In a move that will bring them up to par with their WP.com rival, Blogger (aka blog*spot) is beta testing mobile layouts which should help the platform appeal more to those sporting a smartphone.
[W]e are excited to announce our first launch of mobile templates! Initially available as opt-in functionality on Blogger in Draft, mobile templates will re-format your blogs for smartphones to enhance your readers’ viewing experience. In order to activate mobile templates, simply go to Dashboard > Settings > Email & Mobile tab, enable the mobile template option and then save settings. […]
We are initially supporting 6 variants of the Simple template and 6 variants of the Awesome template. If you have used one of these 12 templates through our Template Designer, your mobile view will be rendered in the same style as your desktop view (other template variants will be rendered as Simple). (Blogger In Draft Blog)
As a bonus, BlogSpot fans will also be able to insert ads (via Adsense) into their mobile sites, which means that they will be able to generate revenue regardless whether a reader is viewing their site upon a smartphone or notebook.
Users can even comment from their mobile device, and even preview comments before posting (although the preview part seems to be slightly buggy during my tests).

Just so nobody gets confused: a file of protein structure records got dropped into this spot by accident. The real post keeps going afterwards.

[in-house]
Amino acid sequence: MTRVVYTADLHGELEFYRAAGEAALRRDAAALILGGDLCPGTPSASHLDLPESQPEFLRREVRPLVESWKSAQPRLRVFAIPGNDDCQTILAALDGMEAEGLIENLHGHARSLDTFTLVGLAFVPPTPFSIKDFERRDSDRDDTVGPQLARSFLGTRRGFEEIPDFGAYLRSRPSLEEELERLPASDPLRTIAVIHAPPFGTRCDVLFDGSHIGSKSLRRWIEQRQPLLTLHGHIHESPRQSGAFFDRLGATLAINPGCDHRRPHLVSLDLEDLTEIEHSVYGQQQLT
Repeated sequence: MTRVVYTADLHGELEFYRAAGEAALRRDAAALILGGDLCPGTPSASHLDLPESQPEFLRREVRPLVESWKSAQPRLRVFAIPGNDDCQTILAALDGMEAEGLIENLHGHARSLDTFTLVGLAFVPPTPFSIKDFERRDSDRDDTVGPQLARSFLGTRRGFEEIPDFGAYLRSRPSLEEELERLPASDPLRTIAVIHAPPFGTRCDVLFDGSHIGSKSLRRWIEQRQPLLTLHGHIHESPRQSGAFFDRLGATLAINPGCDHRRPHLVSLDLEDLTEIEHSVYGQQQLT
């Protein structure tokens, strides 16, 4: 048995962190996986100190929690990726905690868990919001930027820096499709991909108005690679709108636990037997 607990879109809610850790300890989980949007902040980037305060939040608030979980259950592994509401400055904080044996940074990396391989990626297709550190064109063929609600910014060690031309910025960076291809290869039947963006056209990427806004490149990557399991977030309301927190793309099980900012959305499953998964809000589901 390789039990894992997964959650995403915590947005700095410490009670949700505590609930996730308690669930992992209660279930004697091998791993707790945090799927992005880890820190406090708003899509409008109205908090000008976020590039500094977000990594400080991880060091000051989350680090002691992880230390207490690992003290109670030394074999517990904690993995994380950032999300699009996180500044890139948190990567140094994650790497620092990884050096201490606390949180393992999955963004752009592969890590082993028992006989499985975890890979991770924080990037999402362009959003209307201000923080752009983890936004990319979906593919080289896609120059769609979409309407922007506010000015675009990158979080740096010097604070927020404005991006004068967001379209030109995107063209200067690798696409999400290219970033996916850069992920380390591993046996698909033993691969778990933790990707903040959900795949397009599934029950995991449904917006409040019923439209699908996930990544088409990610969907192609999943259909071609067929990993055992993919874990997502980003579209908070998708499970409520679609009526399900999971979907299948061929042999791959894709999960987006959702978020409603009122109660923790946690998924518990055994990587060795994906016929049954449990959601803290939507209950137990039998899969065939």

The mobile view only works for webkit based browsers (i.e. mobile Safari and mobile Chrome) so if you are using a Windows Phone 7 device or even Opera mini you are unfortunately out of luck.
BlogSpot fans can activate this feature by visiting draft.blogger.com (Google’s eternal beta site for Blogger) and this latest feature should help the platform compete against WP.com, Posterous and the ever popular Tumblr.
(Hat Tip: Technology Cloud for contacting me about this).
Author: Darnell Clayton
Darnell Clayton is a geek who discovered blogging long before he heard of the word “blog” (he called them “web journals” then).
When he is not tweeting, friendfeeding, or blogging about space, he enjoys running, reading and describing himself in third person.